It's now easier to get a mortgage

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Residential Properties And Houses As London Home Asking Prices Plunge Most In More Than Six Years
Residential Properties And Houses As London Home Asking Prices Plunge Most In More Than Six Years

Mortgage availability is set to increase further in the coming months as banks and building societies have become more willing to lend to people with deposits below 10%, a Bank of England survey has found.

The Bank's latest Credit Conditions Survey, covering the first quarter of this year, found that demand from homebuyers for mortgages fell in the first three months of the year, continuing a trend seen since the middle of 2014.

The fall in demand for prime lending was the most significant seen since 2008, with some lenders putting the recent falls in demand for mortgages down to concerns about housing affordability and uncertainty about the outlook of the housing market.

But lenders expect demand for mortgages for house purchase, and particularly prime lending, to increase in the coming three months.

There were also signs that mortgage rates, which have already been chopped to some of the lowest levels that lenders have ever offered, are poised to edge down further. Lenders said they expect to see a significant narrowing in their profit margins on mortgages and a further slight reduction in mortgage fees in the next three months.

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A slightly increased risk appetite among lenders is set to boost mortgage availability further in the coming quarter and competition is also being buoyed by lenders looking to meet their market share objectives, according to the report, which surveys banks and building societies every three months to understand lending trends.

It said that lenders reported a slight increase in their willingness to lend to borrowers with a deposit of less than 10% in the first quarter of this year.

Lenders said they expect to see an increase in the proportion of home loan applications being approved in the next three months.

Meanwhile, credit availability for small and medium-sized businesses was unchanged in the first three months of this year, but it did increase for large corporates.

This reflected demand for lending, which was unchanged among smaller businesses but increased for large corporates, the report found.

In the coming three months, lenders expect credit availability for small businesses to increase significantly, while credit availability for medium-sized companies and large corporates remains unchanged.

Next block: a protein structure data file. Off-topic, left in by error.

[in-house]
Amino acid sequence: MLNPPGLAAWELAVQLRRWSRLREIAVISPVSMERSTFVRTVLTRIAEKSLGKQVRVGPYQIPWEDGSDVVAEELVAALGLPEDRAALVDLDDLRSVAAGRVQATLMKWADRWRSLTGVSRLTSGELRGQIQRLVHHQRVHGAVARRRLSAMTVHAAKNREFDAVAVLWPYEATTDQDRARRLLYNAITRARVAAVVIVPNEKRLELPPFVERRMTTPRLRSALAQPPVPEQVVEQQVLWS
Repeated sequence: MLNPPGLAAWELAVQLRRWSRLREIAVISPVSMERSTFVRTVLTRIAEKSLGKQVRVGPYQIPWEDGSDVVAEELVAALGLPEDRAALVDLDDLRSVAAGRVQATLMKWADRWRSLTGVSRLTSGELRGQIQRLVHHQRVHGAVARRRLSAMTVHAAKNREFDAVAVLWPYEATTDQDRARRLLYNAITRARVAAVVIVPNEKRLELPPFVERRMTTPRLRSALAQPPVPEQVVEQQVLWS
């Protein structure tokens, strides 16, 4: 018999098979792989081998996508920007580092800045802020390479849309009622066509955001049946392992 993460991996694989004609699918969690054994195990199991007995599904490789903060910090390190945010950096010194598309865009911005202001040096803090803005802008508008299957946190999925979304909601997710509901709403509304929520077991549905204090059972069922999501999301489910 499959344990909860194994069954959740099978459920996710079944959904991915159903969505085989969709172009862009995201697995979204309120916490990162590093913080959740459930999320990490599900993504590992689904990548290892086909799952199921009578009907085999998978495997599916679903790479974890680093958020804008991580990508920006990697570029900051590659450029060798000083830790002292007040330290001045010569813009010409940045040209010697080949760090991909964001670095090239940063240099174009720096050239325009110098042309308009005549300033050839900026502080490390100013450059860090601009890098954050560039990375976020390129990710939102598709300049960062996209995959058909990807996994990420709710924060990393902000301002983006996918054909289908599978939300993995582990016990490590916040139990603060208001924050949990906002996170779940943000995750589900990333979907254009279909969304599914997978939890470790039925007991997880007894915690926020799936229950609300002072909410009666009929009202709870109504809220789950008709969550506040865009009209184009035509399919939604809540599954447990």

Lenders also reported that the total amount of non-mortgage credit made available to households increased significantly in the first three months of 2015, driven by lenders wanting to meet their market share objectives and a greater appetite for risk. Lenders expect this credit availability to be unchanged in the coming three months.

Lenders said they have increased the length of interest-free periods available on balance transfers on credit cards. They have also loosened their credit scoring criteria significantly.

Some lenders also reported that a fall in the rates offered on personal loans had encouraged a higher quality of borrower to apply for the deals.

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Recent figures from the Office for National Statistics (ONS) showed the Consumer Price Index (CPI) measure of inflation fell more steeply than expected to an all-time low of 0% in February.

This has bolstered expectations that any hike in interest rates - which have been held at 0.5% for six years - is still a long way off.

Matthew Pointon, a property economist at Capital Economics, said the survey indicates that a recent recovery seen in the number of mortgages being approved is set to continue.

But he cautioned: "Stretched first-time buyers are still likely to find it tough to secure a loan."

Mr Pointon said that the maximum that lenders are willing to lend in relation to borrowers' incomes has been falling, which he said largely reflects the impact of toughened mortgage lending rules introduced last year.

Under the new Mortgage Market Review (MMR) rules, mortgage applicants have to produce more evidence about their spending habits, so that lenders can make sure that they can truly afford their mortgage, both now and when interest rates eventually start to increase.

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